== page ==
Wilson from Caps is heard personally for Carlo hits

Washington Capitals Forward Tom Wilson will have a hearing with the NHL Player Safety Division for a hit that has been aired Boston Bruins defender Brandon Carlo on Friday evening to the hospital.

While there are no “face-to-face” hearings due to COVID-19, Wilson was technically offered one on Saturday. While phone hearings usually indicate that the NHL is considering an interruption of five or fewer games, a “face-to-face” hearing means that an extension is being considered.

Wilson is the NHL’s Security Lightning Staff. From September 2017 to October 2018, he was banned four times for illegal hits in a period of 105 games, culminating in a 20-game ban for one hit against the St. Louis striker Oskar Sundqvist that was eventually reduced to 14 games by a referee.

After 90 seconds in the first half, Wilson scored a goal for Carlo in the corner behind the Boston net. Carlos’s head hit the glass and it fell on the ice and stayed there for a few minutes. The Bruins said he was rushed from the arena to a hospital in Boston in an ambulance.

“To me it looked like he got it right in his head. A defenseless player, a predatory hit from a player who’s done this before,” said Boston coach Bruce Cassidy of Wilson. “I don’t understand why no penalty was imposed on the ice. They huddled together, but I couldn’t get an explanation for it.”

The penalty will apparently come from the player safety department instead.

Her first test was whether the hit met the criteria for an illegal hit on the head. That wasn’t a solid case as Carlos head may not be the primary point of contact on the hit and Wilson apparently tried to put the game under full body control.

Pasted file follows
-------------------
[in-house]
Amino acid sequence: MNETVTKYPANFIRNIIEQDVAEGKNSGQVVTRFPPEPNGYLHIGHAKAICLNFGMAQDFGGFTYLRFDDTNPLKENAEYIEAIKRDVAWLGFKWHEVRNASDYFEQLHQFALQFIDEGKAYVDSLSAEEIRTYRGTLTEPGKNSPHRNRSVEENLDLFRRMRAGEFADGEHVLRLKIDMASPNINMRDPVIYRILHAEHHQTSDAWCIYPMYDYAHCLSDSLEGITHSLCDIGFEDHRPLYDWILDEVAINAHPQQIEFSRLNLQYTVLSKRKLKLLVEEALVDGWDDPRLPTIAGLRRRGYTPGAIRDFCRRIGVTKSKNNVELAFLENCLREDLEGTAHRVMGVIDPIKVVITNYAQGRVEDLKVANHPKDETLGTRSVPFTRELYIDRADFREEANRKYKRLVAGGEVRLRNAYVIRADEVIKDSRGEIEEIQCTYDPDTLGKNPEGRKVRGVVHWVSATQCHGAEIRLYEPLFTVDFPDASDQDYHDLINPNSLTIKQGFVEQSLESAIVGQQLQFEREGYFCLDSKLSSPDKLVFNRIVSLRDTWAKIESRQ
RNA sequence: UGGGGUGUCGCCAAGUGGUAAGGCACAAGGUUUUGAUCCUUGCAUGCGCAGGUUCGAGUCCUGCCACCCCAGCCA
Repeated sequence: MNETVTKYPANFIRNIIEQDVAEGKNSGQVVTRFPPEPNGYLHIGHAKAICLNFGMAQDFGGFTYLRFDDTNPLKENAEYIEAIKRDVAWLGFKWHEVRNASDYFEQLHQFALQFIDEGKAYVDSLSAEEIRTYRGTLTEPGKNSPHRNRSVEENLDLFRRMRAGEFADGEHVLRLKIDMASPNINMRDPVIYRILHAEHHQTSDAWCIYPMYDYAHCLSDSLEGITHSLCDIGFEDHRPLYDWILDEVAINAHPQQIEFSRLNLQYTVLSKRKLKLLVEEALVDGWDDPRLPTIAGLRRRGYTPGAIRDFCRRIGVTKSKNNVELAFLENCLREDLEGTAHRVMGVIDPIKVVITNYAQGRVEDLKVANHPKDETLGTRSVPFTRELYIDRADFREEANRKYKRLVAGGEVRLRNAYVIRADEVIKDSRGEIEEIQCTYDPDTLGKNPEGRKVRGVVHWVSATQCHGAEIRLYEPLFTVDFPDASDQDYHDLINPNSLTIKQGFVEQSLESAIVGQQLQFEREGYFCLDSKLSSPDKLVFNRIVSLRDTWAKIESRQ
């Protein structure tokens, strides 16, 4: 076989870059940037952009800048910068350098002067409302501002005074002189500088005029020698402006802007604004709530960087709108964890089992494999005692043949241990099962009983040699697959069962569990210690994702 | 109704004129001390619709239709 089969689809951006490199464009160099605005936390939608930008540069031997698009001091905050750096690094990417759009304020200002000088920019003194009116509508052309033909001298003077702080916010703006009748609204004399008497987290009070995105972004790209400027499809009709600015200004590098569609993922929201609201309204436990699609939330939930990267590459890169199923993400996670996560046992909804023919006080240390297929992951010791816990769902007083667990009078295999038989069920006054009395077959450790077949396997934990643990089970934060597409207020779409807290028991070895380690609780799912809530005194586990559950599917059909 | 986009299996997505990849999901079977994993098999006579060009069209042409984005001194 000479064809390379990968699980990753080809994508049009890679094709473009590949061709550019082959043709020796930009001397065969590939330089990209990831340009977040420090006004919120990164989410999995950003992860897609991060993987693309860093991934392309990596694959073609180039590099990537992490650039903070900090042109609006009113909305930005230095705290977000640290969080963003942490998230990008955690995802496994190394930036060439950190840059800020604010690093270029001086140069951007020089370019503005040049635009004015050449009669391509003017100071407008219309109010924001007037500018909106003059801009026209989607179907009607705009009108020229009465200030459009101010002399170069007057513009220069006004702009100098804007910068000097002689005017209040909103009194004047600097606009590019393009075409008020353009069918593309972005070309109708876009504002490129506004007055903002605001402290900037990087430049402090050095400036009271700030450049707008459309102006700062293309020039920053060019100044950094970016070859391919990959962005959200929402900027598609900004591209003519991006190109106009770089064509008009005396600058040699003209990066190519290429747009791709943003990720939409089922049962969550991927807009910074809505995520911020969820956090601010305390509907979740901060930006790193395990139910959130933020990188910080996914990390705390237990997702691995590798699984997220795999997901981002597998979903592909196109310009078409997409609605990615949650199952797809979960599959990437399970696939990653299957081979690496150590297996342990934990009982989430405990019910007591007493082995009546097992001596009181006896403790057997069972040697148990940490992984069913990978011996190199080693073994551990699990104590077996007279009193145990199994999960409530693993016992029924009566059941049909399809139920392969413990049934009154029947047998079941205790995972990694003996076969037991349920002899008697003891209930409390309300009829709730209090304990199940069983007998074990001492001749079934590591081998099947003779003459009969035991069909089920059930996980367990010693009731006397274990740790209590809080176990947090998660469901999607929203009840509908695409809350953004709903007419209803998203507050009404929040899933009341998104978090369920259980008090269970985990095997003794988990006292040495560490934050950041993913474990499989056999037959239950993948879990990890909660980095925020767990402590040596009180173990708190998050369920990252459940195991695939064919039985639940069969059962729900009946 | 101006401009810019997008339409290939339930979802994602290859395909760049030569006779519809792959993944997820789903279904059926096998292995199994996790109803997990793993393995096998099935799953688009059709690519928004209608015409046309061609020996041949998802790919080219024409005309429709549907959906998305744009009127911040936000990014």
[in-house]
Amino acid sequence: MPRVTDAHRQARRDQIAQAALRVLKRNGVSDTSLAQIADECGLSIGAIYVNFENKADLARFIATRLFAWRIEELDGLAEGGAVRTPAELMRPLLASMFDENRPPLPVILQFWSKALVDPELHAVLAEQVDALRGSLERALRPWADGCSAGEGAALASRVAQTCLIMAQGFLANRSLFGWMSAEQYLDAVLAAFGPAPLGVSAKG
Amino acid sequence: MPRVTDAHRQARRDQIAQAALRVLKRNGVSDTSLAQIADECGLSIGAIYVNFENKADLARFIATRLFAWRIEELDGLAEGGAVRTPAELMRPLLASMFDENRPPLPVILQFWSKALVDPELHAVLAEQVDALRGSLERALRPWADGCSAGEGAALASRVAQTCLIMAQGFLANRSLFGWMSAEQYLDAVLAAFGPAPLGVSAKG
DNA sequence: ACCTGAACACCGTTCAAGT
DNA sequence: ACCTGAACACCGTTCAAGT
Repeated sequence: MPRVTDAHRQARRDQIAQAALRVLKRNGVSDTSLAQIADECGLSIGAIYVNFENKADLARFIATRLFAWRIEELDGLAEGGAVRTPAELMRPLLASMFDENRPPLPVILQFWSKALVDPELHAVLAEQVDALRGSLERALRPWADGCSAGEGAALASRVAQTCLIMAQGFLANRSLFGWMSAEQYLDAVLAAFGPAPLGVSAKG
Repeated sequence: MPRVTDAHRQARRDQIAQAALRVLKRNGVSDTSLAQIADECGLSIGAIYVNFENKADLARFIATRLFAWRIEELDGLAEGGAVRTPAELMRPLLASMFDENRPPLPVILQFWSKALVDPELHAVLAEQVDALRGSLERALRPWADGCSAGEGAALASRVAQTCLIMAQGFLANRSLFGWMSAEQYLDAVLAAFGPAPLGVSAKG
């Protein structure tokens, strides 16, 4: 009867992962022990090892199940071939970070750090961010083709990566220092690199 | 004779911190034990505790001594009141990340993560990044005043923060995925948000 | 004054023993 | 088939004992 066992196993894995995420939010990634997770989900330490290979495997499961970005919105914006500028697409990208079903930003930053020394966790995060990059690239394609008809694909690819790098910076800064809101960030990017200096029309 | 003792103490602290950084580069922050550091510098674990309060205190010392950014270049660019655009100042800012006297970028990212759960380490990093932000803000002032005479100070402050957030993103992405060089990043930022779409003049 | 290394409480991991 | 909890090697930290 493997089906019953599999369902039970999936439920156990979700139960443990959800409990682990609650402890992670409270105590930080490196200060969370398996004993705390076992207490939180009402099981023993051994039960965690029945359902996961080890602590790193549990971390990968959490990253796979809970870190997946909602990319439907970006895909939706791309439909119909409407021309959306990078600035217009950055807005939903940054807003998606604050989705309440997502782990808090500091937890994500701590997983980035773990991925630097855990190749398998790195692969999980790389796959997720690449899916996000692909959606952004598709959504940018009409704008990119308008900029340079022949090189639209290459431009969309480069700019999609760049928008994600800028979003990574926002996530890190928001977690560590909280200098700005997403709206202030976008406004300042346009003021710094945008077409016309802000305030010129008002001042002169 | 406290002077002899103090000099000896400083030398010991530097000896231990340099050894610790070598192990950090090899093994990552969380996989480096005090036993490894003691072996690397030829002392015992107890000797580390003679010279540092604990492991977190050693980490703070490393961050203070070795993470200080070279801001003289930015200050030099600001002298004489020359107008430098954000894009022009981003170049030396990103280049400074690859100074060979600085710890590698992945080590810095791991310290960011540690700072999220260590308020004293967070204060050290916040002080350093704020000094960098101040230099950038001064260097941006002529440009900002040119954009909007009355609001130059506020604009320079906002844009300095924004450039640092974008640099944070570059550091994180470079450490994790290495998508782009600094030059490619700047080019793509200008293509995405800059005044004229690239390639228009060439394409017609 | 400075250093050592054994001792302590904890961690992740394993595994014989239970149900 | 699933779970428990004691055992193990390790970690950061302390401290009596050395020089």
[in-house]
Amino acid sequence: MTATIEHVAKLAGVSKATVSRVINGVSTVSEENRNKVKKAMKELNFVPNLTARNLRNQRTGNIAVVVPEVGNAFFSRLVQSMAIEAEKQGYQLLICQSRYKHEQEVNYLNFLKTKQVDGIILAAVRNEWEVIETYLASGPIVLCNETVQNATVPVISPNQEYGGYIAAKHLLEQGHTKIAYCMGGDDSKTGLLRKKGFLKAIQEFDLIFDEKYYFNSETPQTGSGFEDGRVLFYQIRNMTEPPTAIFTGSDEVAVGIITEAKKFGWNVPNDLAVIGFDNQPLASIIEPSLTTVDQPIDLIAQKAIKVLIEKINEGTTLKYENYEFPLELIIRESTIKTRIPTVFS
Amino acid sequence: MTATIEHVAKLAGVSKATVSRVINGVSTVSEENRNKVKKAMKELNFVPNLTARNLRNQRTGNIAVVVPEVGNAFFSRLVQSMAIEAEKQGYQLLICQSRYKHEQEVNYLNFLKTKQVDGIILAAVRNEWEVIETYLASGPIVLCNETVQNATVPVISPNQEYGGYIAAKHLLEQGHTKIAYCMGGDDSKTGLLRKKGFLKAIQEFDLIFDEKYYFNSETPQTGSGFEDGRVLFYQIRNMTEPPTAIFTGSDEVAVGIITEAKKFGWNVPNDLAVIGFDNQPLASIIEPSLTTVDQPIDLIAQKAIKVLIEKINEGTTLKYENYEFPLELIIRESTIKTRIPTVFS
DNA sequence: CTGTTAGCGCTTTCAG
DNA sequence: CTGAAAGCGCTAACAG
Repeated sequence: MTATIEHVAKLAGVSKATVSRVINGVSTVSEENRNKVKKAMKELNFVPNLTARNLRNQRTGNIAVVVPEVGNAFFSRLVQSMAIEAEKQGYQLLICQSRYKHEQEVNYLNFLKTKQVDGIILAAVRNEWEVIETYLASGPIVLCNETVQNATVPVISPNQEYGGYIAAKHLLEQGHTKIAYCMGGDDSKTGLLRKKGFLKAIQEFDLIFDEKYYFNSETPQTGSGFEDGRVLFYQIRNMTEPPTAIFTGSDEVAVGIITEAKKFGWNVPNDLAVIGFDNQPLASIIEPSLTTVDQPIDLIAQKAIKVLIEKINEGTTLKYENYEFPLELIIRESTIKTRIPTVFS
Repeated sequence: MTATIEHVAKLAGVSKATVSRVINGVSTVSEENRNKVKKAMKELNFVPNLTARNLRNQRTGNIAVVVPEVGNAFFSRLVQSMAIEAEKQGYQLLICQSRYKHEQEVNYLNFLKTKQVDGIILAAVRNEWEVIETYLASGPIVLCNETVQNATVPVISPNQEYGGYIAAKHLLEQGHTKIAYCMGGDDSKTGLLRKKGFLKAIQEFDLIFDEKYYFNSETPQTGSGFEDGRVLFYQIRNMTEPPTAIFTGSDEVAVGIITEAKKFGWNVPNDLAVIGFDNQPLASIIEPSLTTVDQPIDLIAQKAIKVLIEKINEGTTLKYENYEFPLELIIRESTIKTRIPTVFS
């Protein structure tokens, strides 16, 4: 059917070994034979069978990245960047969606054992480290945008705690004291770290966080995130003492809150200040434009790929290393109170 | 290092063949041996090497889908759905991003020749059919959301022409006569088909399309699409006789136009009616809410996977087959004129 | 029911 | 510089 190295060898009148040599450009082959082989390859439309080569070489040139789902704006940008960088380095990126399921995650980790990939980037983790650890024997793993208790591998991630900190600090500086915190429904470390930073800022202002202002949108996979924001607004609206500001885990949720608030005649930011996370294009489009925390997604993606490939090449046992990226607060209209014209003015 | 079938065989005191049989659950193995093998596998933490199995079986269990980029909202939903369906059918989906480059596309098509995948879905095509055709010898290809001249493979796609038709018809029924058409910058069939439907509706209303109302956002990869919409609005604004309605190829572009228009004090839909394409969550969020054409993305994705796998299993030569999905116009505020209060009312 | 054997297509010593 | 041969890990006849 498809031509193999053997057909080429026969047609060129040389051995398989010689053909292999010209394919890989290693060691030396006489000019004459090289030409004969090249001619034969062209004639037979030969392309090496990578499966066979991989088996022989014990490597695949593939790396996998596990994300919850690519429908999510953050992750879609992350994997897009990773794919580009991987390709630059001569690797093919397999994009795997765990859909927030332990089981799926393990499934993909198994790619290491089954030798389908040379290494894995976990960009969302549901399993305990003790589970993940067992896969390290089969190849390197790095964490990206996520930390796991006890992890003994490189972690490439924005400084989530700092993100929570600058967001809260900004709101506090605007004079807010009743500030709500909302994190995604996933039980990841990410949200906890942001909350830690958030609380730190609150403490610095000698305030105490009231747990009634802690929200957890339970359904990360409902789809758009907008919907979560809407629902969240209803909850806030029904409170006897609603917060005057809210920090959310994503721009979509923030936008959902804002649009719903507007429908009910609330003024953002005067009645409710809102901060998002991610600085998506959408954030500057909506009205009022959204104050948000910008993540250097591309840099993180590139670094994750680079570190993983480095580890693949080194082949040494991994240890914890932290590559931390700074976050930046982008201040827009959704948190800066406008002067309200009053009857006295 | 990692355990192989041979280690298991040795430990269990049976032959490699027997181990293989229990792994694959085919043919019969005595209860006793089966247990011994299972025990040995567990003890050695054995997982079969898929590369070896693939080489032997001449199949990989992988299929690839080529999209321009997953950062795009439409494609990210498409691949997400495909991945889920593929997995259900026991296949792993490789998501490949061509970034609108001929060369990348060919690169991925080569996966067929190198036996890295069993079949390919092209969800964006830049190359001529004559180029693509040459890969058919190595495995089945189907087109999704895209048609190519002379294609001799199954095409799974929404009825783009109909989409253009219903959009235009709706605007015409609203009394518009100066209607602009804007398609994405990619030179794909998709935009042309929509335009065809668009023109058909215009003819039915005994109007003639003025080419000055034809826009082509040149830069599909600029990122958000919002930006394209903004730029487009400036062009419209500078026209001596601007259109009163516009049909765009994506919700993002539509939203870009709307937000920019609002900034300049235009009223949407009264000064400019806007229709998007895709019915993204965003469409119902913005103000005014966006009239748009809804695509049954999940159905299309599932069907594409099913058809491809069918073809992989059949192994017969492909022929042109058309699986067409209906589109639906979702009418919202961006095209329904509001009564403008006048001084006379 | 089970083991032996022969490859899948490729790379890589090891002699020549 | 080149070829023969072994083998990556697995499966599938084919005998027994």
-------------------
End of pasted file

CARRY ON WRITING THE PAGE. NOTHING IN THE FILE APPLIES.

The next test was whether this was an illegal hit for boarding. The player safety department announced on Saturday that the hearing would be held for breaking rule 41 – boarding. According to the criteria for this rule, Wilson’s hit caused Carlo to “hit the boards hard” and Carlo to be “in a defenseless position,” which should result in Wilson minimizing contact.

If Wilson is suspended, the length of that ban will be hotly debated. Technically, Wilson is not a “repeat offender” under the department’s rules, having spent more than 18 months without an offense worthy of suspension. However, according to the NHL, this is only used to “determine the amount of forfeited salary during a suspension.” Wilson’s suspension history can be absolutely considered in determining the length of his next ban, as can the fact that his last suspension was in October 2018.

“I think Tom figured out how to play the game and stay off our radar. I hope it stays that way,” George Parros, the player safety director, told ESPN in March 2019. “We’ve seen clips of him delivering good, clean hits and hits that may have got him into trouble before.”

The Associated Press contributed to this report.

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